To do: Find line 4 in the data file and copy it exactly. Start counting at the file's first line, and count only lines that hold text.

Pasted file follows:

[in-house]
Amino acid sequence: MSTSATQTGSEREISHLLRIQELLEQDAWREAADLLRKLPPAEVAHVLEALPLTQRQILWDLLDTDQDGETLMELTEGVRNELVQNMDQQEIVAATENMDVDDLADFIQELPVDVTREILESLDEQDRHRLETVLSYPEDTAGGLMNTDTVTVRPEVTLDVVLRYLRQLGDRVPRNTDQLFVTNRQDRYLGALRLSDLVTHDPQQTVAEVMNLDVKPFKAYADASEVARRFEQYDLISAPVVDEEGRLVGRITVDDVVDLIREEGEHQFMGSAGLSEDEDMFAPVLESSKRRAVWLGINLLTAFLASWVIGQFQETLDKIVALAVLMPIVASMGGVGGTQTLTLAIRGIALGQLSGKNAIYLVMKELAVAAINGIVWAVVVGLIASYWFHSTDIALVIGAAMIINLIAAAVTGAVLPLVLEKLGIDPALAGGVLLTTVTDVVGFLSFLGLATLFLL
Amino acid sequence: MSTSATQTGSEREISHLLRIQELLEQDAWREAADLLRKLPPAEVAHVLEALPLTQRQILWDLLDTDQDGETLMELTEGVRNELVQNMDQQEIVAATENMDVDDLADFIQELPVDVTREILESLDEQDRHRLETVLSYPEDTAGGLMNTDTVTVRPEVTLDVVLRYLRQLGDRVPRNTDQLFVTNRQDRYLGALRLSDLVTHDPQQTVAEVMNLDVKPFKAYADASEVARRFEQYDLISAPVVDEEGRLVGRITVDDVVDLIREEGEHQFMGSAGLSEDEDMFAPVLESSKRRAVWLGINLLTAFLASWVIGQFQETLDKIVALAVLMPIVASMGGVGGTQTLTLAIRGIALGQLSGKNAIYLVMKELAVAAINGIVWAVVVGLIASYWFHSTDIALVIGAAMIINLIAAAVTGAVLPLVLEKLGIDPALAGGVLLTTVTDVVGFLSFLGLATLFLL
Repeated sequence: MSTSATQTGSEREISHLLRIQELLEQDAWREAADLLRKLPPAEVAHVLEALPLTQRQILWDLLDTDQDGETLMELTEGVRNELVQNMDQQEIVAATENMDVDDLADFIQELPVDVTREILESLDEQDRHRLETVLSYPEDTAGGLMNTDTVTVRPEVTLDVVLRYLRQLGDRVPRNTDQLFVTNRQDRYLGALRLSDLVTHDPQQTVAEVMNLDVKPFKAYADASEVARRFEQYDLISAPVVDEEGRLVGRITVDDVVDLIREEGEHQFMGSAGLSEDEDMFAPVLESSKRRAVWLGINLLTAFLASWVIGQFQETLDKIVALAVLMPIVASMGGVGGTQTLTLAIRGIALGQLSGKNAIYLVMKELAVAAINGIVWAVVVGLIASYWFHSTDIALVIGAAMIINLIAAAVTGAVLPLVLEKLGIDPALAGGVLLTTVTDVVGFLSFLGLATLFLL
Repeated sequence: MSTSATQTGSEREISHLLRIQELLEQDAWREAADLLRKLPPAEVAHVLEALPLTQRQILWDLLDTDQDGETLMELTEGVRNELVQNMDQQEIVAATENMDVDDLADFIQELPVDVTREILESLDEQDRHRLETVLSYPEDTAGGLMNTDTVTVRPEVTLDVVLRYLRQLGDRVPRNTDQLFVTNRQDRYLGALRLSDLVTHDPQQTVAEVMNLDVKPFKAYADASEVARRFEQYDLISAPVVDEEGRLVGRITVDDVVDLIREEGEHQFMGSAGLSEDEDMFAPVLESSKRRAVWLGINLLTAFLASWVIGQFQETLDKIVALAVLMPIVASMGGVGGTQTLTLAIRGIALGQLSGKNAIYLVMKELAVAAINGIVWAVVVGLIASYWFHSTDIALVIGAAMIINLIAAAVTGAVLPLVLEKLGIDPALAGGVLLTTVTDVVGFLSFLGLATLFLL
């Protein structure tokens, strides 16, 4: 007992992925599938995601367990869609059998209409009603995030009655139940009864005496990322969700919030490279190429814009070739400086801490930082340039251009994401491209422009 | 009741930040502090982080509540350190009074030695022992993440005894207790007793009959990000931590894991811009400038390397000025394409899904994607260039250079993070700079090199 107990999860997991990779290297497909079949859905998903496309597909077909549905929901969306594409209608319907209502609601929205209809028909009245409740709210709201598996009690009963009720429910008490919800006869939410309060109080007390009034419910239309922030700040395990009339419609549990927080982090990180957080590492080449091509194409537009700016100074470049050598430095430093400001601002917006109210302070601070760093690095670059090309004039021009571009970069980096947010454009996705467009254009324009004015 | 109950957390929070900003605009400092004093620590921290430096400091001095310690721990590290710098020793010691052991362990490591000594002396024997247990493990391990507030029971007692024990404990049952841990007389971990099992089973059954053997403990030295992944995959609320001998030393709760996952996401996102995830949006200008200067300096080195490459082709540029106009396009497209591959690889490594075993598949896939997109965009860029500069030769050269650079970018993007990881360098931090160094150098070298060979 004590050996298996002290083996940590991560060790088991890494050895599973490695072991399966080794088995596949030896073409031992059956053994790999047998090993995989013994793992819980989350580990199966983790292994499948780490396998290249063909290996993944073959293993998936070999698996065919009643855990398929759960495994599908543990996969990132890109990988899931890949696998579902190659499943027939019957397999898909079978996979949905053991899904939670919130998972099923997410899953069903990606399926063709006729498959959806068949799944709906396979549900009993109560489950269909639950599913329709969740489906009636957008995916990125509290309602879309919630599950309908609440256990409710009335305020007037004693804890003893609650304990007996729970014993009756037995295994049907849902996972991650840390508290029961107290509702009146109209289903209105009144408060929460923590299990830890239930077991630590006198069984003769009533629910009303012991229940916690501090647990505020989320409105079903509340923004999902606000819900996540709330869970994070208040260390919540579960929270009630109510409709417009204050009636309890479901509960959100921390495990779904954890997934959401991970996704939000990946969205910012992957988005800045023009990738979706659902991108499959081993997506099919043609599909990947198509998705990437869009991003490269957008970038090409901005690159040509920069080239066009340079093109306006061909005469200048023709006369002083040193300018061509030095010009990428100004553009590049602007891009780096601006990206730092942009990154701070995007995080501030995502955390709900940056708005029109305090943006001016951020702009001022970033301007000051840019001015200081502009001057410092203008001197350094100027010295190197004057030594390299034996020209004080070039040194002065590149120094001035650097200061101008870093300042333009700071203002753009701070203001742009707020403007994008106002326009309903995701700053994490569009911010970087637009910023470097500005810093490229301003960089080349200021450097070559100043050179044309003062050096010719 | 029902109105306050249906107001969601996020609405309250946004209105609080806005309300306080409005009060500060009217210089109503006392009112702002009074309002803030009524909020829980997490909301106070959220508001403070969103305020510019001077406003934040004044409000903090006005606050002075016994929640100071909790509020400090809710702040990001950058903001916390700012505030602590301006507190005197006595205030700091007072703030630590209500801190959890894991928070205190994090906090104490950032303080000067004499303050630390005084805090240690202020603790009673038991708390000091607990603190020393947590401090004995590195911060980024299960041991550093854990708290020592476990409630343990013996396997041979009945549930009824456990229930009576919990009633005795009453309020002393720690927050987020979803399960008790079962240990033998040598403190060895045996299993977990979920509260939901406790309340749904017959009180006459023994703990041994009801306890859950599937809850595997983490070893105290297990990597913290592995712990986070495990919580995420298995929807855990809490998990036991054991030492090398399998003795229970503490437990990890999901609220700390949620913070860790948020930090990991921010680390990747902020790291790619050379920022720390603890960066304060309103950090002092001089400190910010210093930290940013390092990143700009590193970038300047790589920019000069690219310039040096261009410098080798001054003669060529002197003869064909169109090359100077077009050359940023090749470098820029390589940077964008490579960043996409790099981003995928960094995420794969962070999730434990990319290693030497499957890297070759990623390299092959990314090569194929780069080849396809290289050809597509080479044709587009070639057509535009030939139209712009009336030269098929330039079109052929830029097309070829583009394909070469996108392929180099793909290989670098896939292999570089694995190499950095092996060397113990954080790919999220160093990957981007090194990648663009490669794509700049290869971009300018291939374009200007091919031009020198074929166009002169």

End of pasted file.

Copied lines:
Repeated sequence: MSTSATQTGSEREISHLLRIQELLEQDAWREAADLLRKLPPAEVAHVLEALPLTQRQILWDLLDTDQDGETLMELTEGVRNELVQNMDQQEIVAATENMDVDDLADFIQELPVDVTREILESLDEQDRHRLETVLSYPEDTAGGLMNTDTVTVRPEVTLDVVLRYLRQLGDRVPRNTDQLFVTNRQDRYLGALRLSDLVTHDPQQTVAEVMNLDVKPFKAYADASEVARRFEQYDLISAPVVDEEGRLVGRITVDDVVDLIREEGEHQFMGSAGLSEDEDMFAPVLESSKRRAVWLGINLLTAFLASWVIGQFQETLDKIVALAVLMPIVASMGGVGGTQTLTLAIRGIALGQLSGKNAIYLVMKELAVAAINGIVWAVVVGLIASYWFHSTDIALVIGAAMIINLIAAAVTGAVLPLVLEKLGIDPALAGGVLLTTVTDVVGFLSFLGLATLFLL